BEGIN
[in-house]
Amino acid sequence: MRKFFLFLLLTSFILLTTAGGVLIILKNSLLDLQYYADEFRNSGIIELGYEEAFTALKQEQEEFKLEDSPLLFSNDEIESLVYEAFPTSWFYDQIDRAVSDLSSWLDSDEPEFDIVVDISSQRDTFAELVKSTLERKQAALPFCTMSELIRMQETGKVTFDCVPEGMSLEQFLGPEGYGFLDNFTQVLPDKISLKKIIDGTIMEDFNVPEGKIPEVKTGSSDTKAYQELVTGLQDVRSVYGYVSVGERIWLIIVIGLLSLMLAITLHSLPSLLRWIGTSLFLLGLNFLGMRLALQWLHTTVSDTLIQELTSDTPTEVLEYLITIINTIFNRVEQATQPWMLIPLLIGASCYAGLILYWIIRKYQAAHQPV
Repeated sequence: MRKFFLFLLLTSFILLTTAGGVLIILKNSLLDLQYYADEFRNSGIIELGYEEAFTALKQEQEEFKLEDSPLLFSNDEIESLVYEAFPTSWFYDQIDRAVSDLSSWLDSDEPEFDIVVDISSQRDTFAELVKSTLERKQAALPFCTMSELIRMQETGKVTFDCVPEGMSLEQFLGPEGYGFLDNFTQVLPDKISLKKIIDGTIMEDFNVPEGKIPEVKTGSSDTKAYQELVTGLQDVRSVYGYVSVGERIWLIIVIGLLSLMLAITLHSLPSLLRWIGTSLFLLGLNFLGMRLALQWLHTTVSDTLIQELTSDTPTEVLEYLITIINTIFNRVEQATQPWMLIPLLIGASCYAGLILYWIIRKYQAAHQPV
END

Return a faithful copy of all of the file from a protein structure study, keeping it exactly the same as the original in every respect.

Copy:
[in-house]
Amino acid sequence: MRKFFLFLLLTSFILLTTAGGVLIILKNSLLDLQYYADEFRNSGIIELGYEEAFTALKQEQEEFKLEDSPLLFSNDEIESLVYEAFPTSWFYDQIDRAVSDLSSWLDSDEPEFDIVVDISSQRDTFAELVKSTLERKQAALPFCTMSELIRMQETGKVTFDCVPEGMSLEQFLGPEGYGFLDNFTQVLPDKISLKKIIDGTIMEDFNVPEGKIPEVKTGSSDTKAYQELVTGLQDVRSVYGYVSVGERIWLIIVIGLLSLMLAITLHSLPSLLRWIGTSLFLLGLNFLGMRLALQWLHTTVSDTLIQELTSDTPTEVLEYLITIINTIFNRVEQATQPWMLIPLLIGASCYAGLILYWIIRKYQAAHQPV
Repeated sequence: MRKFFLFLLLTSFILLTTAGGVLIILKNSLLDLQYYADEFRNSGIIELGYEEAFTALKQEQEEFKLEDSPLLFSNDEIESLVYEAFPTSWFYDQIDRAVSDLSSWLDSDEPEFDIVVDISSQRDTFAELVKSTLERKQAALPFCTMSELIRMQETGKVTFDCVPEGMSLEQFLGPEGYGFLDNFTQVLPDKISLKKIIDGTIMEDFNVPEGKIPEVKTGSSDTKAYQELVTGLQDVRSVYGYVSVGERIWLIIVIGLLSLMLAITLHSLPSLLRWIGTSLFLLGLNFLGMRLALQWLHTTVSDTLIQELTSDTPTEVLEYLITIINTIFNRVEQATQPWMLIPLLIGASCYAGLILYWIIRKYQAAHQPV